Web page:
The common consensus from the NFL's concussion lawsuit settlement was that the players were smart to get a deal but that they didn't exactly hit the jackpot with their $765 million global payment. That logic is only further backed up if the money is, as reported, less than half as much as they originally wanted.
ESPN reported Saturday night that the players, once mediation began, "demanded slightly more than $2 billion to settle the case."
The NFL, as we know by now, declined to settle at that number. According to "Outside the Lines" the league told the players' attorneys it would prefer to gamble on the case at trial.
That's likely because the NFL was confident the entire case wouldn't come down to a courtroom.
A source told OTL that the majority of the players' case "real danger of being dismissed," which would've been a huge blow for a large group that desperately needed an influx of cash for personal healthcare.
The momentum in the case wasn't completely headed the league's way, though. ESPN reports that Judge Anita Brody also told the league that "at least part of the case was likely to survive" as it headed to trial.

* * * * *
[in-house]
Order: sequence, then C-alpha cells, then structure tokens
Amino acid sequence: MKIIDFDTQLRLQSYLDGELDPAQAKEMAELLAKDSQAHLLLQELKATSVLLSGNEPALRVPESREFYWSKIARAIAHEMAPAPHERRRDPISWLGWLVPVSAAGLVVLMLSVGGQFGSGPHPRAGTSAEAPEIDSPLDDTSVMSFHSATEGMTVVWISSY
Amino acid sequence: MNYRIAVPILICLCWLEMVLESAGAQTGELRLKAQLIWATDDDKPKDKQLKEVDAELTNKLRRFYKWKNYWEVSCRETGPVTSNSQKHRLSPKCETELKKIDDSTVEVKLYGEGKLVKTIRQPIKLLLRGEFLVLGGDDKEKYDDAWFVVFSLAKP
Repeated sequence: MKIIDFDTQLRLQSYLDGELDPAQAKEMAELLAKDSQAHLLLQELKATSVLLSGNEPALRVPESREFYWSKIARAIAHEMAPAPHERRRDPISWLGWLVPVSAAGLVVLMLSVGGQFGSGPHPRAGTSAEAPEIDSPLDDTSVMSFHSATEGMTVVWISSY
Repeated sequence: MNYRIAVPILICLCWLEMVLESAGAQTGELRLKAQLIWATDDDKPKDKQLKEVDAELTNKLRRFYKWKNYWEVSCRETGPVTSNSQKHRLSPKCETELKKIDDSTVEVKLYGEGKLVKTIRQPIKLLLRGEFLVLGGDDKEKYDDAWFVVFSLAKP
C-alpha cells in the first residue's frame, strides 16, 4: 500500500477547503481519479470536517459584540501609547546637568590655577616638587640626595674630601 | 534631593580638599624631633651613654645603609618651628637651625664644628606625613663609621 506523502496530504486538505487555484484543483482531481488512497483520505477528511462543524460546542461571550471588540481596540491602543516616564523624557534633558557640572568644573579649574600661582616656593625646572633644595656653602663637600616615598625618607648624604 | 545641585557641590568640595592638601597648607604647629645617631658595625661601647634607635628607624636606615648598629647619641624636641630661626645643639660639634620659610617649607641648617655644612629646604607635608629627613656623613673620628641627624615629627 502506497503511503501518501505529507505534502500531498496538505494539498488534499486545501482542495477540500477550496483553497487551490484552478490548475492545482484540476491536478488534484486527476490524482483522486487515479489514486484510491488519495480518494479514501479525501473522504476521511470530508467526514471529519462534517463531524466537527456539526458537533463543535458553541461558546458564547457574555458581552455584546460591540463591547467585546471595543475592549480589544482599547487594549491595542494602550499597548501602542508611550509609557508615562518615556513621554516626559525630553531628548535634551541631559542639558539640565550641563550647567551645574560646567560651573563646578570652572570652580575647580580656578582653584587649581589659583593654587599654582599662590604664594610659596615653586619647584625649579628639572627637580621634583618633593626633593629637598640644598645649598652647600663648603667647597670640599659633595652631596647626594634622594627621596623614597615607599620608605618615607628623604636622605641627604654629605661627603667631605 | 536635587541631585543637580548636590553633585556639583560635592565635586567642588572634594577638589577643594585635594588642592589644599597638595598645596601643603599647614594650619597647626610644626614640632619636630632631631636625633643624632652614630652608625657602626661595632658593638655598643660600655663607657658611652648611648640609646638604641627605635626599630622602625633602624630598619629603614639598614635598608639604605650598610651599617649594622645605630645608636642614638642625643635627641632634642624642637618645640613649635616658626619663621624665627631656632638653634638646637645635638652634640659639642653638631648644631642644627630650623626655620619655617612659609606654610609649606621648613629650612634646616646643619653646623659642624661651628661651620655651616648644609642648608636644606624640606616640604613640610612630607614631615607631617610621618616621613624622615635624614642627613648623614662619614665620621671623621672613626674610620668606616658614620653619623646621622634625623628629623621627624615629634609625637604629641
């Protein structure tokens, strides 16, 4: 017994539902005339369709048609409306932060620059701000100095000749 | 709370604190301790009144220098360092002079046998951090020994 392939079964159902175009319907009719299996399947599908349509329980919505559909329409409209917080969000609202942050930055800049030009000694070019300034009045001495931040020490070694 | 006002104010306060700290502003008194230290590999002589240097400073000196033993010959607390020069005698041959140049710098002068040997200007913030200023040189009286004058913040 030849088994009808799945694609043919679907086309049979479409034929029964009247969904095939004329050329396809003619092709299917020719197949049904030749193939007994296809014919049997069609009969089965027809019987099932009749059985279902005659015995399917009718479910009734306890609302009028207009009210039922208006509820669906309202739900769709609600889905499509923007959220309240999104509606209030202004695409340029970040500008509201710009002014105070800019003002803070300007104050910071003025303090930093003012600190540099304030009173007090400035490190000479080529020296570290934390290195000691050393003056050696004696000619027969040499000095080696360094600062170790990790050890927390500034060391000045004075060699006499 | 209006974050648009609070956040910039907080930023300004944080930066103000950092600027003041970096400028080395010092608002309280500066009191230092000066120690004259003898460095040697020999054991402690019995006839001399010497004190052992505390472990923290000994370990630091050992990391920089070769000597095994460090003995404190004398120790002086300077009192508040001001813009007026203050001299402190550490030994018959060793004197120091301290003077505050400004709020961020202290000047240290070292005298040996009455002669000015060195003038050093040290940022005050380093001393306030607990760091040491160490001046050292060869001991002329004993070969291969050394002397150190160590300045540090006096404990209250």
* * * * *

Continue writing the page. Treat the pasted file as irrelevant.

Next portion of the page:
Hence the league's willingness to settle for what is, in a vacuum, a very large amount of money. The NFL's confidence level in winning the case was reasonably irrelevant given the biggest nightmare available to them: discovery.
The league had to fear the possibility that team doctors would be compelled to testify or that records from an era where things operated differently would be revealed in the course of the trial proceeding.
The players, of course, feared receiving nothing. And though they at one point believed it was possible to receive $2 billion from the league, the fact that they eventually settled for less than half of what they wanted at the start of mediation indicates pretty clearly how the case was progressing from a legal standpoint.